Wednesday on Dale & Holley, we were joined on Radio Row by John Brenkus of ESPN’s “Sports Science.” And once those do-nothings in Stockholm get off their Smorgasbords and finally award a Nobel Prize in Football Air Pressure Physics, this interview will make John the unanimous choice.
I encourage anyone interested in the pursuit of knowledge and truth to listen to the interview by clicking here because he was a great guest. But if you can’t, allow me to superheat it into molten lead and forge it into a sword of facts you can use to cleave the head of the Flat Earthers who still want to believe the Patriots beat the Colts by five touchdowns and a field goal just because the footballs may have been down a PSI or two.
In a nutshell, there is nothing to the idea that an under-inflated football is easier to throw. Let me repeat that for the Luddites and Ray Lewises who are measuring all the Patriots’ accomplishments for an asterisk right now: NOTHING.
Assuming the reports about the footballs being two pounds per square inch less than the league minimum – a huge assumption at this point, but bear with me for the sake of our discussion – few bullet points:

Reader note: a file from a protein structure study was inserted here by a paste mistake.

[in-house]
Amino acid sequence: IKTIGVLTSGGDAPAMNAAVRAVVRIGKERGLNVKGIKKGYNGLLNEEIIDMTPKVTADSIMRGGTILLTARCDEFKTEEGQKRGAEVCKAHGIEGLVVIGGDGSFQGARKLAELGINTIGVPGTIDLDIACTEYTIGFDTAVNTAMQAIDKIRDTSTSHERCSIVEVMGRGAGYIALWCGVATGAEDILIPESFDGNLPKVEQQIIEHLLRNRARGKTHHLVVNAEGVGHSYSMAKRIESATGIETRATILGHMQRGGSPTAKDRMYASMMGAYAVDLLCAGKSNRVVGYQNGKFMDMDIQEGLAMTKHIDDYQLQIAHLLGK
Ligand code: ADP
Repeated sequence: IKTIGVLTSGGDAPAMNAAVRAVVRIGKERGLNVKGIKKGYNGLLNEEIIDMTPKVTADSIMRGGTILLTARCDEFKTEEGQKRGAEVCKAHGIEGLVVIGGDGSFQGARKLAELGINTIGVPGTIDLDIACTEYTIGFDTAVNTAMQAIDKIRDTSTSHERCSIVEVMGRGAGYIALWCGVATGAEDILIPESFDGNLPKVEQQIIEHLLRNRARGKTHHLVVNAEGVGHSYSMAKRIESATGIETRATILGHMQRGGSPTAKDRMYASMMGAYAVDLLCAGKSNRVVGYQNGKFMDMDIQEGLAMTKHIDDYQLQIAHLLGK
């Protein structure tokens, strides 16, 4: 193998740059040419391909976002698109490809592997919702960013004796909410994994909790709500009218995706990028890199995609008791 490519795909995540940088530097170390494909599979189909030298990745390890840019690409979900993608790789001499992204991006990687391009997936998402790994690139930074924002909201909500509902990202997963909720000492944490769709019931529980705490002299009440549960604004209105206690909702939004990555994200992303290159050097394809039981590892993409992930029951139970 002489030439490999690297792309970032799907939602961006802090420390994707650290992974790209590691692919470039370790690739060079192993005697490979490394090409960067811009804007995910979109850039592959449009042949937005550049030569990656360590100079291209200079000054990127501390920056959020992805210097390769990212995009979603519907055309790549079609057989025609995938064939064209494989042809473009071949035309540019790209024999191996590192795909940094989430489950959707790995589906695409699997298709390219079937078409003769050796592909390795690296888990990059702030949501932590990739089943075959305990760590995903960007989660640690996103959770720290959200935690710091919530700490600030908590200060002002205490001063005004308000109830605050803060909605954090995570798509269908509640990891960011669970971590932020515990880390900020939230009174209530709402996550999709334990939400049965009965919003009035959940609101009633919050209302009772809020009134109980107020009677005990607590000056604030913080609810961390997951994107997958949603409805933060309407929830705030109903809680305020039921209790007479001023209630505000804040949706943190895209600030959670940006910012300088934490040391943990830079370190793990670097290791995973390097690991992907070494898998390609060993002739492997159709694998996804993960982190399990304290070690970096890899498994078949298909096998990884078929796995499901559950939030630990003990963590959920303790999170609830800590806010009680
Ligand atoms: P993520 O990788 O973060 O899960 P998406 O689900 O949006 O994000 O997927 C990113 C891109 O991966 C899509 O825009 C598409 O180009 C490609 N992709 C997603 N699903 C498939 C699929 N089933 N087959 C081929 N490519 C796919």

- That ball leaving Brady’s hand at 50 MPH and traveling 20 yards would arrive at the receiver .003 per second slower. In other words, Advantage: Defensive back.
- Abut that argument that the lower pressure makes the ball extra squishy and therefore easier to grip? The compression on a football measures one millimeter. Or approximately the thickness of Roger Goodell’s lips.
- The weight difference between a 10.5 PSI and a 12.5 PSI ball is less than the weight of a dollar bill.
So there you have it. From John Brenkus, a neutral observer using the Scientific Method to pursue the irrefutable truth without the agenda of being hacked off that the Patriots cost him a Super Bowl ring or whatever.
Now the simple truth is that this evidence has been readily available to the NFL. Brenkus is on TV on a regular basis. He’s not some mad scientist creating this stuff in a secret lab hidden inside some mountain. He works for ESPN, a major broadcast partner of the NFL. If the league didn’t get this information from him, it’s because they didn’t want to know the truth. Witch hunts never do.